While the draft bill provides insights into potential changes, the evolving legislative process and government decisions on critical aspects will shape the final Leasehold Reform Act. Stakeholders, especially leaseholders, should remain attentive to developments and potential amendments during the legislative journey.

What’s Happening with the Ground Rent Consultation?

Alongside the aforementioned draft bill, the government has initiated a comprehensive 36-question consultation focused on the potential capping of ground rents on existing leases. Originally slated to conclude on December 21, 2023, the deadline was extended to January 17, 2024, and we currently await the evaluation of the responses.

The imposition of a cap could significantly alleviate financial burdens for leaseholders facing ground rents above the specified limit. Furthermore, it has the potential to address challenges associated with property sales and mortgages, particularly those hindered by burdensome ground rents.

Five distinct options are under consideration:

  1. Complete abolition of ground rent
  2. Imposing a fixed fee cap (with £250 widely discussed)
  3. Applying a percentage cap based on property value (0.1% being discussed)
  4. Resetting ground rent to the initial lease value
  5. Freezing it at the existing ground rent

Advocating for leaseholders, Homehold supports Option 1, favouring the elimination of ground rent collection by freeholders. However, they acknowledge the likelihood of intense opposition from freeholders, making an outright ban impractical and potentially delaying any legislative changes. A similar perspective is shared by Sebastian O’Kelly, CEO of the Leasehold Knowledge Partnership charity, as outlined in an opinion piece for the i newspaper.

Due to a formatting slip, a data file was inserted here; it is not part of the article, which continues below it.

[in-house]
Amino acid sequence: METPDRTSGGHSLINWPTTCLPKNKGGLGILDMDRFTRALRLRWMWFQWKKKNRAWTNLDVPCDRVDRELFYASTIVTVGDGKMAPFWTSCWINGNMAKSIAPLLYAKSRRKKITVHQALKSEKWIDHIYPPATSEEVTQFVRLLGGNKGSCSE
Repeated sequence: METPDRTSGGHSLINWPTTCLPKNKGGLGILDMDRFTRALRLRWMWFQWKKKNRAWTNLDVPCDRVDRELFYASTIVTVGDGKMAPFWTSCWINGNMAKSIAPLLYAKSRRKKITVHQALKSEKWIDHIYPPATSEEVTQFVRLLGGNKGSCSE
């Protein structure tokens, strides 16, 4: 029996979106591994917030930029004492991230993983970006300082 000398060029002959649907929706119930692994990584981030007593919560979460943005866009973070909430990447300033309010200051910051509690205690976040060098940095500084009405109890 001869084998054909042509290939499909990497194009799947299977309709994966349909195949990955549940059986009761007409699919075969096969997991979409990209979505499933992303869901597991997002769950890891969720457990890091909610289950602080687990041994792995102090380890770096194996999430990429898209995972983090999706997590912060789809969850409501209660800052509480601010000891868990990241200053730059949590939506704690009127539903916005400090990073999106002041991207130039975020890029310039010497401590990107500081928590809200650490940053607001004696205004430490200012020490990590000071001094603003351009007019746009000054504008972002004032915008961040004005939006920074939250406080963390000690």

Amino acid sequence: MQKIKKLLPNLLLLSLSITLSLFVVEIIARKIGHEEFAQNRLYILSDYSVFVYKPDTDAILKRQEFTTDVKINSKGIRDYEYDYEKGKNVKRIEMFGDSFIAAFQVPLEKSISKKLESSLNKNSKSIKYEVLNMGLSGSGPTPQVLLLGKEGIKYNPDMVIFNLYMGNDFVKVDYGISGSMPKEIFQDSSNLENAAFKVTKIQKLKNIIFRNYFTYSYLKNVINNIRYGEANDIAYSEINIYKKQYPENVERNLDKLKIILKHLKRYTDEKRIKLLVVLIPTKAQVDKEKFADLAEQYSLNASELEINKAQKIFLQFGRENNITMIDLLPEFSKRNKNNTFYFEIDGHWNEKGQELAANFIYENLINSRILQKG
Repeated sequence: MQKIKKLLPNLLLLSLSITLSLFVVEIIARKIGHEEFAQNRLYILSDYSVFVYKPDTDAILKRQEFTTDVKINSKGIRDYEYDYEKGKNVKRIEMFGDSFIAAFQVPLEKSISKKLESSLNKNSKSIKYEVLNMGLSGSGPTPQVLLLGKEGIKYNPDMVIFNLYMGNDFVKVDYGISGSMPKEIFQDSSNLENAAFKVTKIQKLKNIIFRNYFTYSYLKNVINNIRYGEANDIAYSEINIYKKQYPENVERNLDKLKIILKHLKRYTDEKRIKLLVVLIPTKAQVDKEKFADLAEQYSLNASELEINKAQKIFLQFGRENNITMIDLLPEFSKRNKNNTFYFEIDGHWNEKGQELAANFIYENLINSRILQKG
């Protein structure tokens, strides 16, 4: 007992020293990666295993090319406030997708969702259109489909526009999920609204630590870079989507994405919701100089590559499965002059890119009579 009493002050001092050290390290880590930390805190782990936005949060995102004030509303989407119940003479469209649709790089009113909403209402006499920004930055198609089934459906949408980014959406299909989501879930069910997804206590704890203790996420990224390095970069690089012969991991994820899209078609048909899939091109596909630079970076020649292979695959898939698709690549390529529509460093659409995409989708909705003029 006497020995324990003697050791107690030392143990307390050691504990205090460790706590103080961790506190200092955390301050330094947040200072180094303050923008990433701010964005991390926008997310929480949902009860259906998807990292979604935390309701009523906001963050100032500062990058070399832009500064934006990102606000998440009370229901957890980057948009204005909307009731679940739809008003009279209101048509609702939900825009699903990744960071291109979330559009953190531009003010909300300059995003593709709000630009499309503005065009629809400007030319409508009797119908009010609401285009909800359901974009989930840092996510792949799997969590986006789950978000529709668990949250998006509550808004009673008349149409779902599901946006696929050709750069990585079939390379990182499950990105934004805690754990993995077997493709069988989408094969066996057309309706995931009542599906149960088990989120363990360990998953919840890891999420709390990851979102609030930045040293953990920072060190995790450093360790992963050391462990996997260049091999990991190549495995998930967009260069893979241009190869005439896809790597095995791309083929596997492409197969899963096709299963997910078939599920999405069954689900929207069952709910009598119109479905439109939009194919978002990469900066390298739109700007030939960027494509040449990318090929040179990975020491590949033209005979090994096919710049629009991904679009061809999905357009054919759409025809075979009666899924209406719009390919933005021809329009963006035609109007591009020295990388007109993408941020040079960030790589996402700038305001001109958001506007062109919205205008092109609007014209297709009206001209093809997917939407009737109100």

A fixed-level cap, particularly at or below £250, is viewed as a pragmatic solution capable of addressing numerous issues. Unlike tying ground rent to market value, this approach eliminates the need for periodic property revaluations, streamlining the process.

Potential Human Rights Concerns: Freeholders are expected to contest any ground rent removal or reduction, asserting human rights violations. The Residential Freehold Association, for instance, suggests that a government-imposed cap of £0 on all ground rents could incur a liability of £31 billion in compensation.

Legal complexities arise from the argument that reducing or eliminating ground rent violates freeholders’ human rights. Barrister Catherine Callaghan KC, consulted by the Law Commission in 2019, opined that capping ground rent at 0.1% of freehold value could be considered a human rights violation if it reduced the original payment for the leasehold property. This opinion aligns with the government’s own research briefing note on the subject.

Freeholders contend that they sold leasehold properties at a discounted rate, factoring in the value of the ground rent income. While not universally applicable, freeholders may present instances where lease costs were reduced when ground rent provisions remained in place, further complicating the evaluation of potential human rights violations.

Will the government abolish leasehold?